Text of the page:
Let’s get one thing out there up front: flu shots are not guaranteed to prevent you getting influenza. Neither are seat belts a guarantee you won’t die in a car crash or bicycle helmets that you will survive getting thrown off your bike, but we still strongly recommend that you wear your seat belt when in a car and a helmet when on your bike. Why? Because they both greatly increase your odds of surviving an accident. It is the same with a flu shot: getting the shot cuts your odds of being hospitalized or dying of influenza by about a half.
A few facts: during the 2018-19 flu season, about 50,000 Americans and 3500 Canadians died of influenza. When the CDC looked patients hospitalized with influenza, those who had received the vaccine had a 36% lower risk of dying and 34% less risk of needing to be on a ventilator than those who had not.
Even if you do catch influenza despite getting the shot, you are going to be less sick and have a much lower risk of passing the disease on to others, which is one reason health care facilities make such a push to get all of their staff immunized.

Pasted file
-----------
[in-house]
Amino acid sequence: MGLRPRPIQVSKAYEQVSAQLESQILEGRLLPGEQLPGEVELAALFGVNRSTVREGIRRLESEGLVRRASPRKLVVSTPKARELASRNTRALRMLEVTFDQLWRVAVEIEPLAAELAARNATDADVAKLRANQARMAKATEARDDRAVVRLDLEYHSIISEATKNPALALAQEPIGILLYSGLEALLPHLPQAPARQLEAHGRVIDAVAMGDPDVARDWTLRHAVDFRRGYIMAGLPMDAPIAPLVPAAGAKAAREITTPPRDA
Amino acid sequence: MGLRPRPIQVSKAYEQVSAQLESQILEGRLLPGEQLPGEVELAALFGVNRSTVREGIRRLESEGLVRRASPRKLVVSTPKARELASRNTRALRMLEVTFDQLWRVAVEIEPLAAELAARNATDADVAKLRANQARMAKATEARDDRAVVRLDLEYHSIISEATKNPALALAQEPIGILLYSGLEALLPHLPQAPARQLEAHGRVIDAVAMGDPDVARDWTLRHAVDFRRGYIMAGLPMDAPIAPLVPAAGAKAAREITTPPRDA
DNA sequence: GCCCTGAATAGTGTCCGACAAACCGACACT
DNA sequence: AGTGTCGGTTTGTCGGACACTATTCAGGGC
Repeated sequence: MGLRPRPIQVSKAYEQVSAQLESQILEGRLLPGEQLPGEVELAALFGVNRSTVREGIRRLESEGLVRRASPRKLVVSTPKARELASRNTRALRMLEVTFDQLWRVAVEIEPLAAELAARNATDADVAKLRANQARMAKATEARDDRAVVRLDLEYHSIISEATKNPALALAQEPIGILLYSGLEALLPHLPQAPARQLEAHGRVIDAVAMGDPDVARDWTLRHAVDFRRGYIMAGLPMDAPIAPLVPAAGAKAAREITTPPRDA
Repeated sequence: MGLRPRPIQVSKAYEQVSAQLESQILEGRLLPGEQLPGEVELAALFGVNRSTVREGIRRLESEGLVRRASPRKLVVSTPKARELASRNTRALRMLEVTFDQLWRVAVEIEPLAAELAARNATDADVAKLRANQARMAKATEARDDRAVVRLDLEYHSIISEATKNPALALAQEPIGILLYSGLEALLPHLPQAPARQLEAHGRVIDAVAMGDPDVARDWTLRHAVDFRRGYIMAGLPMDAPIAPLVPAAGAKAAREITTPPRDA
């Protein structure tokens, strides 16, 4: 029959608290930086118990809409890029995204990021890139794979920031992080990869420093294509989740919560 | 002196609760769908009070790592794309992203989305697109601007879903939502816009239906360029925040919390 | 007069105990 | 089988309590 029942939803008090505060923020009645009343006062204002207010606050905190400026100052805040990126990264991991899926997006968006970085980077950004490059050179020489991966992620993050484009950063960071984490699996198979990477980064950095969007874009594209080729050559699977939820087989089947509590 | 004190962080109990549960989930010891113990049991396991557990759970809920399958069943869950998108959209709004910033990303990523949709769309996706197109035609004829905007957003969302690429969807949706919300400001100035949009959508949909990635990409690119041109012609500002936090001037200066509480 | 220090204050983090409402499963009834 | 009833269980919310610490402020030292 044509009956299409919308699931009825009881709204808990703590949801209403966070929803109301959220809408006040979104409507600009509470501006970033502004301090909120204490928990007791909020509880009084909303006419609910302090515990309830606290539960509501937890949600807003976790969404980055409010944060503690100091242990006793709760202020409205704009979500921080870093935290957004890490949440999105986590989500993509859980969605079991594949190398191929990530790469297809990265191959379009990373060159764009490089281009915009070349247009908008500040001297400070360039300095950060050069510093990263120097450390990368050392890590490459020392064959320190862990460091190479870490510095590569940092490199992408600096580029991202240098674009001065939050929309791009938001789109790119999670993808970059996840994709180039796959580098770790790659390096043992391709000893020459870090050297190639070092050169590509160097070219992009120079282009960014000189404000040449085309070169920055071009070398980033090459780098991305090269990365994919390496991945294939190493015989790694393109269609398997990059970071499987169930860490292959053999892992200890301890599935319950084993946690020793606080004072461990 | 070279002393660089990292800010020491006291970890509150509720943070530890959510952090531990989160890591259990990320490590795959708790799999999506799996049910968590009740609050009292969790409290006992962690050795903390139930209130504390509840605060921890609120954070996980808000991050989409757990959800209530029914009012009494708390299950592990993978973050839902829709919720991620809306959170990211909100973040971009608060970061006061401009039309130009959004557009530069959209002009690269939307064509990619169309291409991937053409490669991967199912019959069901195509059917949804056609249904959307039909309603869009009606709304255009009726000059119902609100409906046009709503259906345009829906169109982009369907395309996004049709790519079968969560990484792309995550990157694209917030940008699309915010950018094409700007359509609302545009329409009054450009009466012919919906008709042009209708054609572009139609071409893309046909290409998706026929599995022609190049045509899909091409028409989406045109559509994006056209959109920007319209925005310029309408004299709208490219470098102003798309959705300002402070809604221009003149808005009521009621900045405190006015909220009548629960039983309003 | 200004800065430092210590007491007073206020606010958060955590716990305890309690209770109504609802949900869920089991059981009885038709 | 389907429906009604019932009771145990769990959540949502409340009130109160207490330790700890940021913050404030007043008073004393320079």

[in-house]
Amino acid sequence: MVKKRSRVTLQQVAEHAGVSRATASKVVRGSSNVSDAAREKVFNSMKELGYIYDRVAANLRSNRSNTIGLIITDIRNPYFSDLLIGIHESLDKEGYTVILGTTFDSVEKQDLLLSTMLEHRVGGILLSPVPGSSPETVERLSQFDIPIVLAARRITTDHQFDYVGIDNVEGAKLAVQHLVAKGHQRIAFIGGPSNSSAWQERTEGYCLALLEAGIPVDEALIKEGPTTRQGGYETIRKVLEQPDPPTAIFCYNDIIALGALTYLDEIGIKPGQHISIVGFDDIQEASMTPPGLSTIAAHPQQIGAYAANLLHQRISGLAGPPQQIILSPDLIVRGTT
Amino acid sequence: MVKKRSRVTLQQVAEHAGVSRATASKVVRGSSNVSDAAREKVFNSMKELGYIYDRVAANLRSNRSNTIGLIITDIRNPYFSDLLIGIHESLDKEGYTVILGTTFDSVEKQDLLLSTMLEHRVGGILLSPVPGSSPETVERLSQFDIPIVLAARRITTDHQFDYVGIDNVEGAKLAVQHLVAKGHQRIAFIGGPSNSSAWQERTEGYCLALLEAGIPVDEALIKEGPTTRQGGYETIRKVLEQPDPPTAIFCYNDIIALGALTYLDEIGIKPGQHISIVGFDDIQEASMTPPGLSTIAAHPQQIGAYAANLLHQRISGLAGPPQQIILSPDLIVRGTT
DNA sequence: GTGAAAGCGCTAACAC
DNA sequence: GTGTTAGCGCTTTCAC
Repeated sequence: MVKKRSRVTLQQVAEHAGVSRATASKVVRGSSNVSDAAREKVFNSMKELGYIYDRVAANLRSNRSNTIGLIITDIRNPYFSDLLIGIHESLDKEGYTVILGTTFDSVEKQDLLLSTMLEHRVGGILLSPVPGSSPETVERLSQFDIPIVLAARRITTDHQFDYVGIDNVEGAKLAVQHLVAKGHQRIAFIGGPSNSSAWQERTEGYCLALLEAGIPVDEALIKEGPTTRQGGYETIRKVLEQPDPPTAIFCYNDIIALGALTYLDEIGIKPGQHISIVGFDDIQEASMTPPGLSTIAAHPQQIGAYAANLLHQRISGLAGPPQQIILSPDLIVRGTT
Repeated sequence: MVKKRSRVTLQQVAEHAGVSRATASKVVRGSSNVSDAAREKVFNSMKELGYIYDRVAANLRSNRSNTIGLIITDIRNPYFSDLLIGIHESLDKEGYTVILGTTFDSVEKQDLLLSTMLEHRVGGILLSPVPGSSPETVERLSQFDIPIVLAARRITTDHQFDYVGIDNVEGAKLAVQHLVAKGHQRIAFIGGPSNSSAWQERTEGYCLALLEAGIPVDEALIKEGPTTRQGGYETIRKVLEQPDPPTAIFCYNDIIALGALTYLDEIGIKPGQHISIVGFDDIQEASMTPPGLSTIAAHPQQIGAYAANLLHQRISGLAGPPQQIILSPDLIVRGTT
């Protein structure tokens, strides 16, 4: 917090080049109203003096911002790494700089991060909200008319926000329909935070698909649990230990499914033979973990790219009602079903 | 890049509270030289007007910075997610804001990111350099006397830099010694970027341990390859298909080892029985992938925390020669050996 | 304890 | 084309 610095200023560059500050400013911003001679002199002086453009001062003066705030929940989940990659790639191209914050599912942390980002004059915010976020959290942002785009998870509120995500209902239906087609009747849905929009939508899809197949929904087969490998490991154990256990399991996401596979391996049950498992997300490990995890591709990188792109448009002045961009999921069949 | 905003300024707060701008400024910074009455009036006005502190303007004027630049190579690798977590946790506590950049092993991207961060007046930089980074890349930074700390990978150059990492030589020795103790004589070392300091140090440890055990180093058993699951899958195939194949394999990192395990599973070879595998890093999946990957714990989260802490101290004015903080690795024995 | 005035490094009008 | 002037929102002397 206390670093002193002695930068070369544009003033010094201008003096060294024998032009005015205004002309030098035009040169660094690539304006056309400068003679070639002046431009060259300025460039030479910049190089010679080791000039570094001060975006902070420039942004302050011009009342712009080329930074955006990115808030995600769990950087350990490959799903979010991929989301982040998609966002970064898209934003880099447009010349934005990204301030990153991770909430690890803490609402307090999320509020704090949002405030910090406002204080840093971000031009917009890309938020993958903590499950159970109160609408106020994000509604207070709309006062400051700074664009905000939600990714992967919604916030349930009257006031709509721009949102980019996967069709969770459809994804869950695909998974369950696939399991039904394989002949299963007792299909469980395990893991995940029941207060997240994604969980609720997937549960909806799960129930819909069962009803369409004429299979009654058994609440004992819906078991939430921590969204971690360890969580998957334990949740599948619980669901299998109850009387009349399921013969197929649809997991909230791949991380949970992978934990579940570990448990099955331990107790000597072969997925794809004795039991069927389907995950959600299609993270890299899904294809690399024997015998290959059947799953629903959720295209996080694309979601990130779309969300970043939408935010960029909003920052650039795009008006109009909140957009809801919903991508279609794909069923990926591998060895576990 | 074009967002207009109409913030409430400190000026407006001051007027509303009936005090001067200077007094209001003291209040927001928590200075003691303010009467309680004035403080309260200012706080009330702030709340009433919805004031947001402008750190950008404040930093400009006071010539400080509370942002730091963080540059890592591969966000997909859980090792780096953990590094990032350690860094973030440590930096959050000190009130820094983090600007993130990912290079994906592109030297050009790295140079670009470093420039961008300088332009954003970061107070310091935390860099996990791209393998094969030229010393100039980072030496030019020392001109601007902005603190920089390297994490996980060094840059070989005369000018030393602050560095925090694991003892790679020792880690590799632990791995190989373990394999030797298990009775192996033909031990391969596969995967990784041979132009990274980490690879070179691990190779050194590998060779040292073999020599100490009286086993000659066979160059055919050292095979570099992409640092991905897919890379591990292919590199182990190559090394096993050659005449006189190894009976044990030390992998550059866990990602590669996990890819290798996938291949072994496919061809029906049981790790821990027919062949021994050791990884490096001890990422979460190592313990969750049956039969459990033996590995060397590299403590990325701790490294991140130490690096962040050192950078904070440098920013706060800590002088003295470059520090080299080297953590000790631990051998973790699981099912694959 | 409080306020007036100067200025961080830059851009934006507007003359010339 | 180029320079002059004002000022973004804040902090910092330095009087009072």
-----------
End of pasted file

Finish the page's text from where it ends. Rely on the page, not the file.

Let’s clear up some common myths. First, influenza is not just a bad cold. If someone says they missed a couple of days of work because of the flu, they did not have influenza. With influenza you are sick for a good week or more with high fever, terrible cough and ache all over.
Second, you cannot catch anything from the shot. I used to hear “I had a flu shot once and got sick, so now I don’t get one.” The influenza vaccine is a “killed vaccine.” There is no live virus in the shot, just ground up particles from killed viruses. What may happen is that after getting a flu shot you get the same cold you were going to get anyway, and blame it on the shot. While you may get minor soreness at the site of the injection, serious side effects are very rare.
“I’m not around people that much, so I don’t need it.” True if you are a hermit, but not if you are a normal person, even an at-home worker. It is clearly true that school teachers, bus drivers and others who are around lots of people are at higher risk, but in an epidemic year we are all at risk.
Finally, “they never get it right.” We are all aware that some years the vaccine seems more protective than others, because the public health authorities who tell the manufacturers what strains of influenza to include in each year’s vaccine are making “educated guesses,” based on which strains were common in the southern hemisphere during their season. Some years they get it spot on and others they do not, but even a less-than-perfect vaccine is better than none.
So… role up your sleeve and do it before the flu season is in full swing.
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